Increased myocardial infarct size because of reduced coronary collateral blood flow in beagles

N. Uemura, D. R. Knight, Y. T. Shen, J. Nejima, M. V. Cohen, J. X. Thomas, S. F. Vatner*

*Corresponding author for this work

Research output: Contribution to journalArticlepeer-review

8 Scopus citations


Effects of permanent left circumflex coronary artery occlusion (CAO) were examined in conscious purebred beagles and mongrel dogs, instrumented with miniature left ventricular (LV) pressure gauges, wall thickness gauges in the ischemic zone, catheters in left atrium, and aorta, and snares around the left circumflex coronary artery. Blood flow was measured using the radioactive microsphere technique before CAO and at 5 min, 1, 3, and 24 h after CAO. Although CAO reduced myocardial blood flow similarly in beagles and mongrels, significantly less (P < 0.05) recovery of myocardial blood flow was observed over the following 24-h period in beagles. Infarct size, as determined by triphenyltetrazolium chloride and expressed as percentage of area at risk, was larger (P < 0.05) in beagles (62.0 ± 5.1%) than mongrels (42.5 ± 4.2%). Thus beagles do not tolerate ischemia as well as mongrel dogs and possess fewer functional coronary collaterals resulting in larger infarcts after CAO.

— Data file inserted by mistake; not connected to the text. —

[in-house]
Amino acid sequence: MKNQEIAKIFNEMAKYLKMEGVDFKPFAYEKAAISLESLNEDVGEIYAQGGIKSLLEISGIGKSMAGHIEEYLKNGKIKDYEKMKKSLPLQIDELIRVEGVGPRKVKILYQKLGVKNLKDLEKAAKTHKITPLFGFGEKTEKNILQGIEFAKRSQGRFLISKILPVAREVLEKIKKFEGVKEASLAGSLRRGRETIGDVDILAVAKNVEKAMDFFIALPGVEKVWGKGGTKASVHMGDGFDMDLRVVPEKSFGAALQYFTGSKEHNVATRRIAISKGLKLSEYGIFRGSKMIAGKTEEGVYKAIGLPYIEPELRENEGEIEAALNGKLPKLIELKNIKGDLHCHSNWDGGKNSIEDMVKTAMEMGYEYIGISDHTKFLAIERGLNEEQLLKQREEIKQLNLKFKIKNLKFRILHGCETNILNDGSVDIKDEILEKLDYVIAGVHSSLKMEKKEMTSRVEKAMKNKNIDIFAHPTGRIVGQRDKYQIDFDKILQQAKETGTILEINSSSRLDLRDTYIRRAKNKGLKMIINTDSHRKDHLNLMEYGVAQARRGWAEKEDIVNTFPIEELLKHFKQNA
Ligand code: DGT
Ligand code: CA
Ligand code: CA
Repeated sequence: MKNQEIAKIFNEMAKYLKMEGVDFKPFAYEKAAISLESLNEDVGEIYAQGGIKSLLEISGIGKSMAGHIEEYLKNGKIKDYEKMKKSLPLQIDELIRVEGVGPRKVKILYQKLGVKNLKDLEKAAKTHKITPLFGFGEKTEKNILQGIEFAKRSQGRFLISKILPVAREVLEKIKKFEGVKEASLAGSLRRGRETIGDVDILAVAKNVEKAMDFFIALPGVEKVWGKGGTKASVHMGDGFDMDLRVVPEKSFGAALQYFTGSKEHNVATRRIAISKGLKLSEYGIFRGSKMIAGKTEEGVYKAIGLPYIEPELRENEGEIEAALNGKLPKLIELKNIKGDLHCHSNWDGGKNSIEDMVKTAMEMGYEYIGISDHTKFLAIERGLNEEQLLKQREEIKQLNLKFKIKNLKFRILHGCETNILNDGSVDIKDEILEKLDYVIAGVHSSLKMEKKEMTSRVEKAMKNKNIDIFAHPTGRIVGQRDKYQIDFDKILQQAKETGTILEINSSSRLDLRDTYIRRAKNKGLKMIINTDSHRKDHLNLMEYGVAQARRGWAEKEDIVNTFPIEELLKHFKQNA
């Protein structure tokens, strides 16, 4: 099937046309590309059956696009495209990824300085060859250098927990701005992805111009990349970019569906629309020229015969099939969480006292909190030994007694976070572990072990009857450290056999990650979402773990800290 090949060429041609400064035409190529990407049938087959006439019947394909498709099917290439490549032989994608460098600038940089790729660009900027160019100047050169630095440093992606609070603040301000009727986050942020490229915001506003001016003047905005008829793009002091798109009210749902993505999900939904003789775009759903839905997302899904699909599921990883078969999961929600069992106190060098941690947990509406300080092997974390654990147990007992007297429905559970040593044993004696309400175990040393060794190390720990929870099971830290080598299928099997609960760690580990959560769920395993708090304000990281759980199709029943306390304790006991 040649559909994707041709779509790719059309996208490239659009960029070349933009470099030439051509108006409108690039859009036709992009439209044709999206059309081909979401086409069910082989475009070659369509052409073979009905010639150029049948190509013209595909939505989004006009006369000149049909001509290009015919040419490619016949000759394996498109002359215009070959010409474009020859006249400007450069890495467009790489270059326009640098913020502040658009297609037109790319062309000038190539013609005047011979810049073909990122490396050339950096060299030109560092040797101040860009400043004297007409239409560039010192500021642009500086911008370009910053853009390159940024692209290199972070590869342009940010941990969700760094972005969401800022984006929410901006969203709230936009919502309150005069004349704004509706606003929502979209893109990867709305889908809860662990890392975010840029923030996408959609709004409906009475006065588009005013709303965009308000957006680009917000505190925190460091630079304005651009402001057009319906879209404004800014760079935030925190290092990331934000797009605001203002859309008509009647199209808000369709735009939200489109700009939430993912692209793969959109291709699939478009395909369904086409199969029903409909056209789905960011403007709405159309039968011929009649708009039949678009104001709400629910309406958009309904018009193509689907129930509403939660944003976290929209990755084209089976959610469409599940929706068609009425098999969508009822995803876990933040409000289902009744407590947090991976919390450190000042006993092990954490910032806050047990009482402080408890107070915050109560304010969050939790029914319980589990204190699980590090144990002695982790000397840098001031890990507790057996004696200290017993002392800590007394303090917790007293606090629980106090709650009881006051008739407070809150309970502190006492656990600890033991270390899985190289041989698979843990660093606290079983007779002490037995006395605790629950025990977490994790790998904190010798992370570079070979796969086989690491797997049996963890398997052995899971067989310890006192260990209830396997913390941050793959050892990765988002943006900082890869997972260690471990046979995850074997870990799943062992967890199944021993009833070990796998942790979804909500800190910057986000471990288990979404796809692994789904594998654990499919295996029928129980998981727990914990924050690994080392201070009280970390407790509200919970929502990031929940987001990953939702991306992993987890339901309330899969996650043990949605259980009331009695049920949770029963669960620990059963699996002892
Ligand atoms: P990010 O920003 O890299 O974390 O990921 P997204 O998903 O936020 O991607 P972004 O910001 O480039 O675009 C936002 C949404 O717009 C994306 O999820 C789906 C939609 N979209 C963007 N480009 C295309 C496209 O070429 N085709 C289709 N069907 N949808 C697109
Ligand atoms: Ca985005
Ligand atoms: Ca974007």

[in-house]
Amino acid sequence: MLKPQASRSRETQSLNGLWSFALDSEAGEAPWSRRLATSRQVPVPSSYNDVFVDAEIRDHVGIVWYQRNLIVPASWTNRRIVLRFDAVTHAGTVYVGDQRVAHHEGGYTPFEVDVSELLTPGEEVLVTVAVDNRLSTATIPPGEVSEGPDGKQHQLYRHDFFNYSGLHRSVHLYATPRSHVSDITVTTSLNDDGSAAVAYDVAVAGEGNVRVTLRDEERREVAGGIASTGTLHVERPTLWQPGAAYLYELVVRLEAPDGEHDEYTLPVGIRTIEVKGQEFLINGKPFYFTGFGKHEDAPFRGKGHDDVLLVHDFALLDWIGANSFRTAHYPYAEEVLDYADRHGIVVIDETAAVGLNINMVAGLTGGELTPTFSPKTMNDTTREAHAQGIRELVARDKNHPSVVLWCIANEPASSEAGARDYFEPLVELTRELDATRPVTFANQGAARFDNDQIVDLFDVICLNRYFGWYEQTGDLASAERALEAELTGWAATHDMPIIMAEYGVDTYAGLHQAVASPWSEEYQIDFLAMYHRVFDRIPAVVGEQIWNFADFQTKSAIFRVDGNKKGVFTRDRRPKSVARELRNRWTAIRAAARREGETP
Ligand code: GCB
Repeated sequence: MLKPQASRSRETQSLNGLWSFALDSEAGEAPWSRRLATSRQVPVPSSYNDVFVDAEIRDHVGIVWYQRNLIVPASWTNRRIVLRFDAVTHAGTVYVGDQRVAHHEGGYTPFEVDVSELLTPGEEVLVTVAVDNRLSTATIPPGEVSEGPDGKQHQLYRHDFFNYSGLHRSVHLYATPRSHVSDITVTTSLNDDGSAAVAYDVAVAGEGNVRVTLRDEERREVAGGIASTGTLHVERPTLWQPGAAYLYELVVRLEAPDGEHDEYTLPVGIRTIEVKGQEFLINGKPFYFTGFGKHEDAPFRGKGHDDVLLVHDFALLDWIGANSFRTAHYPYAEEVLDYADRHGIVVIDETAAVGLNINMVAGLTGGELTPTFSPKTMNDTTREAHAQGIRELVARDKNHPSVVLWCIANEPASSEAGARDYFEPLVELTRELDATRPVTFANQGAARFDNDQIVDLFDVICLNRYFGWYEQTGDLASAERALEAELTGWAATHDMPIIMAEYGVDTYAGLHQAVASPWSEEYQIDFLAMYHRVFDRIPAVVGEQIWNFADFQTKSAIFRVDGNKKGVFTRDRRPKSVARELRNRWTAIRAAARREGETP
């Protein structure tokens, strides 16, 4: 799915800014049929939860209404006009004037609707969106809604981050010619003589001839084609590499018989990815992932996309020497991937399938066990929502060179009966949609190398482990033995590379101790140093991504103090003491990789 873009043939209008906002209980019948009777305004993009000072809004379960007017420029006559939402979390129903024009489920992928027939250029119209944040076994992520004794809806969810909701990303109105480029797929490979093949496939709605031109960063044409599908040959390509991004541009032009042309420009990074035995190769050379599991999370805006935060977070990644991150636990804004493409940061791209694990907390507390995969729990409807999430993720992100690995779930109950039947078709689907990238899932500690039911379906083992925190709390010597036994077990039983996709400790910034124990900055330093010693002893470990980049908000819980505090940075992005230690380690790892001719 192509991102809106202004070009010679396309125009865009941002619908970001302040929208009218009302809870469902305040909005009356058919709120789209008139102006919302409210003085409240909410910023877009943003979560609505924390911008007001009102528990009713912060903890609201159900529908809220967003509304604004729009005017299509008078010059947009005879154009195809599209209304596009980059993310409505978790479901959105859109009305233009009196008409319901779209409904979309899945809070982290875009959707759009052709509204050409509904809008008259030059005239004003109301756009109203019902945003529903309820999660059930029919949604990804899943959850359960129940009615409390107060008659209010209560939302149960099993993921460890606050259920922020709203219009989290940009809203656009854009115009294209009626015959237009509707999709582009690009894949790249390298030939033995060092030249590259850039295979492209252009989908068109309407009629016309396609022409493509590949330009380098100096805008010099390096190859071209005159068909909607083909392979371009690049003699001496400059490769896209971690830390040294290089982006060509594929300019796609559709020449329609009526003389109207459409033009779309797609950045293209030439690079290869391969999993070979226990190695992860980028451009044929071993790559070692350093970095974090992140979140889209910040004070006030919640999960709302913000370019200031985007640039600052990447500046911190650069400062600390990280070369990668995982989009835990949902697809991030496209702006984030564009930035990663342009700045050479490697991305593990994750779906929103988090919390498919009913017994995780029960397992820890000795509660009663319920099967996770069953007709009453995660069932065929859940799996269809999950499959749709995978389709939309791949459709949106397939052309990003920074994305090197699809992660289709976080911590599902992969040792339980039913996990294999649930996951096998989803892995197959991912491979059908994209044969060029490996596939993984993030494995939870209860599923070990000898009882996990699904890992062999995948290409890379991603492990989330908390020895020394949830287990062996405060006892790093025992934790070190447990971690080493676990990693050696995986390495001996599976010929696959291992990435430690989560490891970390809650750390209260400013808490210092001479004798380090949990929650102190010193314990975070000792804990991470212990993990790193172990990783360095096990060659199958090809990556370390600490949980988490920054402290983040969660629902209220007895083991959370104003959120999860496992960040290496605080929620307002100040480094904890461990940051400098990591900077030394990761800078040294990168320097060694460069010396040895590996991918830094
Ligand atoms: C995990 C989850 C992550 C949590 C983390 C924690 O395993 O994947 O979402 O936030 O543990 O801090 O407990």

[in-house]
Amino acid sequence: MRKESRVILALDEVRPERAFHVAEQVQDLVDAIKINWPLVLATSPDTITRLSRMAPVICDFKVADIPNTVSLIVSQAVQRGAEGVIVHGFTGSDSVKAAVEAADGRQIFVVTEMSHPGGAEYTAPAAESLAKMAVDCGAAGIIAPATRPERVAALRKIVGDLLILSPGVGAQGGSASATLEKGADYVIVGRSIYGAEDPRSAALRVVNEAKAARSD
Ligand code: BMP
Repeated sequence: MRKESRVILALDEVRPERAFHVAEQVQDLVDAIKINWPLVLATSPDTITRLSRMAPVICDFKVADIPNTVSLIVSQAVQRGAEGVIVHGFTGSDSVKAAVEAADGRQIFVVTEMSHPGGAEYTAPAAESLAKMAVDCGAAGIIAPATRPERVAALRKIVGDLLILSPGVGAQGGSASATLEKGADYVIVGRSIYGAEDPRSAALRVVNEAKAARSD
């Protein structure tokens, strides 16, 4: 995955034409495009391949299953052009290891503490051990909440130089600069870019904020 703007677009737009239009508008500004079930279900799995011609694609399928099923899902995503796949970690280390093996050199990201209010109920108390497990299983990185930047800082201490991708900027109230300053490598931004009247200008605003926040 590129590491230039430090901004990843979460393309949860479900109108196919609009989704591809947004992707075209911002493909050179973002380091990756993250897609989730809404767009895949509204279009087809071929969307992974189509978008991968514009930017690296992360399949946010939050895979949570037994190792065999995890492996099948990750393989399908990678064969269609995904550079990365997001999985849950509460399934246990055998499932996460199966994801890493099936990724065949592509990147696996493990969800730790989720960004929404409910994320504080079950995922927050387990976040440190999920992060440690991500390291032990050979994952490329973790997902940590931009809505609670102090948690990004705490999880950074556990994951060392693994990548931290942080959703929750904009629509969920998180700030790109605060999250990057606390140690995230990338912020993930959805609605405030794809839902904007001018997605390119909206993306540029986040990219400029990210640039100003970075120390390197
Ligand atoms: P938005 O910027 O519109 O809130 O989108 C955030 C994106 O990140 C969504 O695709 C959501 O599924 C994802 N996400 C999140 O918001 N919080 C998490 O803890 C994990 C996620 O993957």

Original languageEnglish (US)
Pages (from-to)26/6
JournalAmerican Journal of Physiology - Heart and Circulatory Physiology
Issue number6
StatePublished - 1989


  • coronary artery occlusion
  • coronary blood flow
  • myocardial ischemia
  • species difference
  • wall thickness

ASJC Scopus subject areas

  • Physiology
  • Cardiology and Cardiovascular Medicine
  • Physiology (medical)


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